By Jill Henderson – Show Me Oz –
It’s been a long summer here on Turtle Ridge, but we are more than thankful for the bounty of the garden and of the wild plants and trees in our forest and meadows. And with the recent rain and cool fall temperatures signaling the arrival of fall, wild foragers like myself can’t wait to hit the woods in search of delectable wild fungi. After posting a few pictures of my own ‘ground scores’ last year, many readers wanted to know more about how to identify and use the fabulous fungi in the Ozarks. This is for all you budding mycologists out there!
Here on Turtle Ridge, the first harvest of the year was a new mushroom to my palate. I’ve read about them and seen pictures of them, but this was the first time I found oyster mushrooms (Pleurotus pulmonarius ) in the wild. Was I ever excited!
These tasty morsels popped out of a dead standing tree in the yard not thirty feet from the front door. They were so white against the rain-soaked bark that they couldn’t have hidden themselves if they wanted to.
After conferring with the folks over at the Missouri Mycological Society, I picked them and sautéed them in a little butter. Oh, my! What a treat!
You can find more information on positively identifying oyster mushrooms at the Mycological Society of San Francisco (MSSF) website, where they have excellent resources for everything shroomy, including an entire book, entitled: Wild About Mushrooms: The Cookbook of the Mycological Society of San Francisco, by Louise Freedman.
Still on my list of shrooms to watch for this fall are the Honeys (Armillaria species). I found a plethora of these little beauties last year – both ringed (see first photo) and ringless (photo below) – but failed to identify them properly before they deteriorated.
If you like wild edible and medicinal plants, you might like my book:
A Journey of Seasons: A Year in the Ozark High Country
The reason I didn’t just pick them straightaway is that they had gills and could possibly be confused with the deadly poisonous Jack O Lantern mushrooms (Omphalotus olearius) I’d been warned repeatedly to avoid. For the novice mushroom hunter, a positive ID is crucial for all gilled mushrooms.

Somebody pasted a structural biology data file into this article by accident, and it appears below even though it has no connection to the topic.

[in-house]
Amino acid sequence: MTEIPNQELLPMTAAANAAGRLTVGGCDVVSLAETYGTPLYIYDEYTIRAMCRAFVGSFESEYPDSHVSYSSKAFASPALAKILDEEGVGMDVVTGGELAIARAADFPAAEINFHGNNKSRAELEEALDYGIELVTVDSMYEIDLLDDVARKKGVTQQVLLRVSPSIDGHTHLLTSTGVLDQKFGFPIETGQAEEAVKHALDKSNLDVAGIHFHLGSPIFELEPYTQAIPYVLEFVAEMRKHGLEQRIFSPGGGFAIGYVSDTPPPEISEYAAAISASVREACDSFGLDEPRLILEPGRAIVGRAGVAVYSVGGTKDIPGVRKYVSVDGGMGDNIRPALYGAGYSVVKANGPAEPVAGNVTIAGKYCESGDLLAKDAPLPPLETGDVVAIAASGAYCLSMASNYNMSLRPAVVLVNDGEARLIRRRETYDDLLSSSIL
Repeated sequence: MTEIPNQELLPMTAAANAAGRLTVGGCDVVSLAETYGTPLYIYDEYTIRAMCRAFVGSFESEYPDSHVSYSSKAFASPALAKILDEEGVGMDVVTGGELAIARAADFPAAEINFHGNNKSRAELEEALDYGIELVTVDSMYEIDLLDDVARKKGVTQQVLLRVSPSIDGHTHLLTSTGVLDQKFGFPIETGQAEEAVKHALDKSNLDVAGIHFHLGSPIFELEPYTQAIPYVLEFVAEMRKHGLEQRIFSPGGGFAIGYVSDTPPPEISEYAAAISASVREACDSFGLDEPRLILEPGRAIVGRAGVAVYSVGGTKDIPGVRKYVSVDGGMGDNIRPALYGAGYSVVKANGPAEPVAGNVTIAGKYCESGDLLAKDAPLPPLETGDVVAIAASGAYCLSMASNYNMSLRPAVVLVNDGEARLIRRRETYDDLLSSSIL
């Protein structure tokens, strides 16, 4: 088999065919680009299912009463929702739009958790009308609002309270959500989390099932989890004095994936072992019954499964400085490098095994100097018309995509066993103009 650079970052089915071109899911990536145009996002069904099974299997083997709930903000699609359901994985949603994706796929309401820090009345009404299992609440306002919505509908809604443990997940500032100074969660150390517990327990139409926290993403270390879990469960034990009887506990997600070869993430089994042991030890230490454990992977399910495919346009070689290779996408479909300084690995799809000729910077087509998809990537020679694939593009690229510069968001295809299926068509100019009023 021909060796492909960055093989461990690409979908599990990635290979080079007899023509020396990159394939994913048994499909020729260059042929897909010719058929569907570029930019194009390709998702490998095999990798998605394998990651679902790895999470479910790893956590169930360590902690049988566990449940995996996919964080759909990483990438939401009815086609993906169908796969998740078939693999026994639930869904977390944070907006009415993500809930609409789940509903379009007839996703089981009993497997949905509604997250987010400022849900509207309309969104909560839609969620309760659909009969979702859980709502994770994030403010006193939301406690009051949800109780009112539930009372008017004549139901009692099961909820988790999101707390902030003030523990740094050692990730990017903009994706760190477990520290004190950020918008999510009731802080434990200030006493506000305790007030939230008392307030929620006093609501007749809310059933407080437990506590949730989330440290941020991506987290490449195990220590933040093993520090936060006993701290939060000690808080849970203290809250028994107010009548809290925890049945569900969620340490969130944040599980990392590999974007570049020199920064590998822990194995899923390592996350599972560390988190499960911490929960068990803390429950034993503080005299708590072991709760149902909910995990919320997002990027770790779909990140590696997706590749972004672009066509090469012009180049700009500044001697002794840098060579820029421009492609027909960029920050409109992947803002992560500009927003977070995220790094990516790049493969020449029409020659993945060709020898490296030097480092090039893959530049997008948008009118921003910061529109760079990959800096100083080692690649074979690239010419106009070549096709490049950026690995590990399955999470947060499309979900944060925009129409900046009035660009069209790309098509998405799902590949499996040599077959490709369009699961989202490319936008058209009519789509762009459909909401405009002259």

But thanks to the friendly and knowledgeable folks populating the Missouri Mycological Society’s Facebook page, I was able to post pictures of my find and get a proper identification.
Of course, my favorite wild edible fungi is just gearing up for the season and I’ve heard many reports of them being spotted in my area already.
Though they come in colors ranging from pink, yellow, gold, and cream – coral mushrooms (Clavaria and Ramaria species) are really easy to identify. If they look like dense ocean coral, they’re edible corals.
Corals are best harvested by using a sharp knife to cut the ‘stem’ at the very base at soil level. This helps keep the fungi from crumbling into a thousand fragile pieces.
The only caveat to the ‘edible’ label is that some people experience nausea after consuming corals. I’ve been told that this unfortunate side-effect can be dealt with by not keeping any coral that has a slimy base.
With that in mind, be sure and check each and every coral you pick for any sign of slime and return those that have it to the earth.
For lots of great photos of corals and other mushrooms, check out David Fischer’s website, American Mushrooms. And if you are really into to fungal botany – or you want to be – The Mushroom Expert is a must!
Of course, if you are setting out on your own mushroom foray for the first time, be prepared to properly identify all specimens before consuming.
The Missouri Department of Conservation has many excellent resources, including field guides, online images and descriptions. Just type the word “mushroom” into the sites search box and a wealth of related articles are at your disposal. For those a little nervous about wild mushrooms, check out the FAQ entitled Basic Mushrooming. This well-written fact-sheet answers many of the questions first-timers have about foraging for wild fungi.
Also available from MDC online is Edible Mushrooms, an excellent resource for anyone interested in wild, edible fungi that includes interesting factoids such as Description, Habitat and Conservation, Distribution, Status, Life Cycle, Human and Ecosystem Connections. The MDC also has a free, full-color pamphlet by the same name, available at any MDC office.
Set in the rugged heart of the Ozark mountains, A Journey of Seasons is memoir, back-to-the-land handbook and nature guide rolled into one. Henderson’s 20-years of living off the land and foraging in the wilderness shines in this cyclopedic work filled with nature notes, botanical musings, back-woods wisdom and just a pinch of “hillbilly” humor. This is one journey you don’t want to miss.
Available in the Show Me Oz Bookstore
Jill Henderson is an artist, author, and the editor of Show Me Oz . Her books, The Healing Power of Kitchen Herbs, The Garden Seed Saving Guide and A Journey of Seasons can be found in the Show Me Oz Bookstore. Jill’s work has also appeared in The Permaculture Activist, The Essential Herbal, Acres USA, and Llewellyn’s Herbal Almanac.